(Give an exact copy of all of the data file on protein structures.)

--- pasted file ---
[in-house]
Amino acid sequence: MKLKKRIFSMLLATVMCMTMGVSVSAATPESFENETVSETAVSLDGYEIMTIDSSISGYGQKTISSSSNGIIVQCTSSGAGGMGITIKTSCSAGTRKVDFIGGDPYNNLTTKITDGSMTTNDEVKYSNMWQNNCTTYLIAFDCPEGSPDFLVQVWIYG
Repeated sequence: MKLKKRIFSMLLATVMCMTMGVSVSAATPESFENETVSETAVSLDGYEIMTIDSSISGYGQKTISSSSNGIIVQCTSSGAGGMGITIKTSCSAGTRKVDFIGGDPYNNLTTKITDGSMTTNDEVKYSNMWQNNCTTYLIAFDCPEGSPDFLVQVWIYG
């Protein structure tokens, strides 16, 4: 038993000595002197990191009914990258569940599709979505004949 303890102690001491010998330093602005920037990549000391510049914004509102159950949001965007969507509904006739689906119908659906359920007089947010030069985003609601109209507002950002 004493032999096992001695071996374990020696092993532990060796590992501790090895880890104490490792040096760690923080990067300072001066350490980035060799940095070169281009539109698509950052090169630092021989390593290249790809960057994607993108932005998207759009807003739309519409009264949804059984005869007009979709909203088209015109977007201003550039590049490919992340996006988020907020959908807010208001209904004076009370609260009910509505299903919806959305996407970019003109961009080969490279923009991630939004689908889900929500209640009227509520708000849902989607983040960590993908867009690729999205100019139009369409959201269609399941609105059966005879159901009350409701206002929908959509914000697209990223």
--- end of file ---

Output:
[in-house]
Amino acid sequence: MKLKKRIFSMLLATVMCMTMGVSVSAATPESFENETVSETAVSLDGYEIMTIDSSISGYGQKTISSSSNGIIVQCTSSGAGGMGITIKTSCSAGTRKVDFIGGDPYNNLTTKITDGSMTTNDEVKYSNMWQNNCTTYLIAFDCPEGSPDFLVQVWIYG
Repeated sequence: MKLKKRIFSMLLATVMCMTMGVSVSAATPESFENETVSETAVSLDGYEIMTIDSSISGYGQKTISSSSNGIIVQCTSSGAGGMGITIKTSCSAGTRKVDFIGGDPYNNLTTKITDGSMTTNDEVKYSNMWQNNCTTYLIAFDCPEGSPDFLVQVWIYG
């Protein structure tokens, strides 16, 4: 038993000595002197990191009914990258569940599709979505004949 303890102690001491010998330093602005920037990549000391510049914004509102159950949001965007969507509904006739689906119908659906359920007089947010030069985003609601109209507002950002 004493032999096992001695071996374990020696092993532990060796590992501790090895880890104490490792040096760690923080990067300072001066350490980035060799940095070169281009539109698509950052090169630092021989390593290249790809960057994607993108932005998207759009807003739309519409009264949804059984005869007009979709909203088209015109977007201003550039590049490919992340996006988020907020959908807010208001209904004076009370609260009910509505299903919806959305996407970019003109961009080969490279923009991630939004689908889900929500209640009227509520708000849902989607983040960590993908867009690729999205100019139009369409959201269609399941609105059966005879159901009350409701206002929908959509914000697209990223």